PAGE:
- Billionaire Warren Buffet is wrong about Bitcoin, Chamath Palihapitiya condemns.
- Knowledge about technology is not in Buffet’s “circle of competence”
The Berkshire Hathaway chairman and CEO, Warren Buffet has been in limelight for his skeptical statement over Bitcoin for long. His aphorism and advice in the financial world are massively followed by many investors.
In such cases, his negative comments on bitcoin have been reiterated since 2014, when he pointed it as a ‘mirage’, it was trading at around $600. And, last October, he stated that bitcoin market is a bubble, adding, “You can’t value bitcoin because it’s not a value-producing asset.” In January, he hit back again saying cryptocurrencies “will come to a bad ending”, by then the price was around $14,000.
This doesn’t end here. By the end of April, he argued that bitcoin is more of a gamble than an investment,
Last weekend, at the Berkshire Hathaway 2018 annual shareholder meeting, he criticized, saying it as “rat poison squared”.
Buffet struck bitcoin in an interview on CNBC, saying world’s largest cryptocurrency doesn’t produce has any value of its own except more buyers looking to make money by selling to new buyers.
At Saturday’s shareholder’s meeting, Berkshire Hathaway’s vice chairman Charlie Munger supported Buffet calling cryptocurrency trading “just dementia”.
“Oracle of Omaha” Buffet is being the chairman and CEO of Berkshire Hathaway is the world’s third-wealthiest person, according to the Forbes. In the 1960s, he took over Berkshire Hathaway, a struggling textile and converted it into a successful investment. According to his letter to shareholders, his firm’s share price has increased over 2.4m since his takeover.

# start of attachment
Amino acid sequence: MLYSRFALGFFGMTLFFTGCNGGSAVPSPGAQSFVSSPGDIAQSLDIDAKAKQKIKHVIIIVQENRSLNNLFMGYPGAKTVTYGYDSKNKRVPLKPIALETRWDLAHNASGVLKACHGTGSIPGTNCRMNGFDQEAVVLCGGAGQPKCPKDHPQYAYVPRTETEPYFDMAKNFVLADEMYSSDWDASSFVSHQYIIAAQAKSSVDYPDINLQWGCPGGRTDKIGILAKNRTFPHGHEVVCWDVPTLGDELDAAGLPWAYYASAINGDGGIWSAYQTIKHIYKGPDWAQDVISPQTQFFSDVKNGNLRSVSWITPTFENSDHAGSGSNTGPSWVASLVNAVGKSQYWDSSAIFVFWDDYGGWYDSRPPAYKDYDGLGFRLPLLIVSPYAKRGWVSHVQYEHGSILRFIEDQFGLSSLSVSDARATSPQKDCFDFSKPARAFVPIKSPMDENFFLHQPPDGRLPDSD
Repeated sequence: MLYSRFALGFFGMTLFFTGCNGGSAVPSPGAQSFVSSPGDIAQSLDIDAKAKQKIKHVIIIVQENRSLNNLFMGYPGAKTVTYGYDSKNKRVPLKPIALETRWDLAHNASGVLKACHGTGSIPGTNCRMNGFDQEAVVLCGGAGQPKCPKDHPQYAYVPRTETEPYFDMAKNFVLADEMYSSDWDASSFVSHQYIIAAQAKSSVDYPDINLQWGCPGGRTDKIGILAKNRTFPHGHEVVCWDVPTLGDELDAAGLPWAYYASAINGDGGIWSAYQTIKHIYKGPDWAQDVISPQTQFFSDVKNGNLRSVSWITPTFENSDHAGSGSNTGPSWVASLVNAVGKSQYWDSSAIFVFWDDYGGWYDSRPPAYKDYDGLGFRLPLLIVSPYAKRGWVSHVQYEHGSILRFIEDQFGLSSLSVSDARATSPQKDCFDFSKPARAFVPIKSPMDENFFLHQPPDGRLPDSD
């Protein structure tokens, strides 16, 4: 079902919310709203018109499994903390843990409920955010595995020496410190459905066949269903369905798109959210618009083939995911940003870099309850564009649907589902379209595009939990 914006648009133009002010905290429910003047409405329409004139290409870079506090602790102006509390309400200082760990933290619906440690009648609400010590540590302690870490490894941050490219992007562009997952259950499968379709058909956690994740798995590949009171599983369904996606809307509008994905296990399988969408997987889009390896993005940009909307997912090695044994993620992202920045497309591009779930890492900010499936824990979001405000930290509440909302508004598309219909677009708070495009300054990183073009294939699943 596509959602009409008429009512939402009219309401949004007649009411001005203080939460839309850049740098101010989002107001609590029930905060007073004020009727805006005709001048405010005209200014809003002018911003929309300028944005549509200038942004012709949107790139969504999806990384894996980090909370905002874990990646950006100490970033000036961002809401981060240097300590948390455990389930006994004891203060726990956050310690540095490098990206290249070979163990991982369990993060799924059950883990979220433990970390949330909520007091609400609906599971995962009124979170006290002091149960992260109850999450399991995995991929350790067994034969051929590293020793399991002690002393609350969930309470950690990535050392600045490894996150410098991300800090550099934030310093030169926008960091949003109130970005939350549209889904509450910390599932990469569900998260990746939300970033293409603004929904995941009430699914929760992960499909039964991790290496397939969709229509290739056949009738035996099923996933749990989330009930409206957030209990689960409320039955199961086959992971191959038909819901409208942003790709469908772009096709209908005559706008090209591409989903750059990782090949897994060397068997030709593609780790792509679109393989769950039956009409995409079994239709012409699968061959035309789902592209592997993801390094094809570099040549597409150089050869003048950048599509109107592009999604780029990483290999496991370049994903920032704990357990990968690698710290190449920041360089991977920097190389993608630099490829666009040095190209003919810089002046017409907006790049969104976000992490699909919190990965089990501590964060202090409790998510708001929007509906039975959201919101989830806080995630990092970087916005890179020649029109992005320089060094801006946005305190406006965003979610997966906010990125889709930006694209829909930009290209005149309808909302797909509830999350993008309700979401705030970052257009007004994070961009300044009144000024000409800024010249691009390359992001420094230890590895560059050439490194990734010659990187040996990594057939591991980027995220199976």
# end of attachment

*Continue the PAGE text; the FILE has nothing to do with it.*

This kind of shows that he believed in the strategy of taking over firms with business models that are easy to understand with strong fundamentals.
That’s why tech venture capitalist Chamath Palihapitiya, who claims himself to be ‘Disciple’ of Warren Buffet said knowledge about technology is not in his leader’s “circle of competence“.
Palihapatiya, former Facebook and AOL executive, told CNBC that “Not everybody is right all the time”
He sees bitcoin as a replacement to gold. Adding to this, he expressed his feeling to be “in two different universes. I need a passport to go between the bitcoin world and the regular world.”
He didn’t miss to point out that people like him who owned cryptocurrency since 2012, trusted it as hedge to “traditional financial infrastructure.”
He reminded of happenings of the financial crisis, Palihapatiya said. “Everything broke down” and “things that we thought were hedges went away.”